Hybrid computer simulation of turbulent diffusion in the atmosphere by Monte Carlo methods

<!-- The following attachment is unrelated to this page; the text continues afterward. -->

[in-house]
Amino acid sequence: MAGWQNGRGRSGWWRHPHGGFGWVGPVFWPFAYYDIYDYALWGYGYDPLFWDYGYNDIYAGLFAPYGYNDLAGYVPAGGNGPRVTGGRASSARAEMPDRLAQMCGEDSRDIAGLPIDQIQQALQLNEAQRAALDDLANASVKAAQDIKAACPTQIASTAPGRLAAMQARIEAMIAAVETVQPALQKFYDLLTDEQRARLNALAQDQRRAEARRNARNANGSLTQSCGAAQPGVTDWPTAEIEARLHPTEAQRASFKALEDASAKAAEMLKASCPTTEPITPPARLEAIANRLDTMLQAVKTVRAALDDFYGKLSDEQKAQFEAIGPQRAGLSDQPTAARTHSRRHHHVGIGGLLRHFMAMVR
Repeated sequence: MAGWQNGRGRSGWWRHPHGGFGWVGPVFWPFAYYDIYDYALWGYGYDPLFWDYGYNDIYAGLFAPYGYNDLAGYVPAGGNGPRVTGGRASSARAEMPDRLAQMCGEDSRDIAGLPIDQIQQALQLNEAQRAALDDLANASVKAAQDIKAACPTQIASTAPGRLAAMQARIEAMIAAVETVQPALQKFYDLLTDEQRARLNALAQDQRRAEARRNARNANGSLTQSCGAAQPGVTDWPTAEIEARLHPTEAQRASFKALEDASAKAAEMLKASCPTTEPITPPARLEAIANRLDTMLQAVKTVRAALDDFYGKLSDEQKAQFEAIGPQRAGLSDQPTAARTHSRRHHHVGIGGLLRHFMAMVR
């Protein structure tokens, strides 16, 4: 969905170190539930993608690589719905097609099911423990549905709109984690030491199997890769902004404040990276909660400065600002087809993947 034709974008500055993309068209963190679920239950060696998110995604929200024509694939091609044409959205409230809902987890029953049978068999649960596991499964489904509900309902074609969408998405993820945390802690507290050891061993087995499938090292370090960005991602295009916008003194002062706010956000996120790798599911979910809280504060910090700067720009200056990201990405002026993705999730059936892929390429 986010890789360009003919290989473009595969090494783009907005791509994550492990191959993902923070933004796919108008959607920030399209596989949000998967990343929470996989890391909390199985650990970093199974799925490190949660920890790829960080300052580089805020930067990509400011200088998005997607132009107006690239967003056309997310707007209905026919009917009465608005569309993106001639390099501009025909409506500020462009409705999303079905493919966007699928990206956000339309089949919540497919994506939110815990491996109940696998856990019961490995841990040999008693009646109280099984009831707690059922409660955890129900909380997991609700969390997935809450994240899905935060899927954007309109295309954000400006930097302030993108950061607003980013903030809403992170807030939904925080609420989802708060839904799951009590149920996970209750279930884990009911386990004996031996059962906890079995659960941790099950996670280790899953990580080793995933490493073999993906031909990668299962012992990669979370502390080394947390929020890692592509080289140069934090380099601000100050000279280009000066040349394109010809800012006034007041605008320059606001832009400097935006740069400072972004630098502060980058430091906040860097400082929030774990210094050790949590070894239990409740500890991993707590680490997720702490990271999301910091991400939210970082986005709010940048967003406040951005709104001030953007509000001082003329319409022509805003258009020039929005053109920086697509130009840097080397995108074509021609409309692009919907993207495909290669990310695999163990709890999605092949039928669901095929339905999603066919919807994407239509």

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Turbulent diffusion in the atmosphere was simulated by implementing a new Monte Carlo method on a hybrid computer. The new method involved the development of a stochastic Langevin equation which required the instantaneous wind velocity as input information to simulate the diffusion process. Although several established models were available for the mean wind profile, there were no models available for the fluctuating component of the velocity. Thus a model was developed by using empirical equations to describe the rms value as a function of position and by using independent Gaussian white noises of proper frequency range and power spectral densities. The present method was evaluated by comparing the results to the theoretical dispersion in a homogeneous flow and to experimental concentration profiles in a boundary layer and in the atmosphere. All of the experimental flow fields were nonhomogeneous. Good agreement was found in all cases. The simulated concentration distributions were found to have a 95% statistical reliability by a chi-square goodness-of-fit test. A few of the major advantages of the present method are (1) since the current method simulates the diffusion process directly, it has great flexibility and the concept of eddy diffusion coefficients is not used, and (2) essentially all meteorological effects can be fully utilized. The present method is also applicable to multiple sources of almost any type.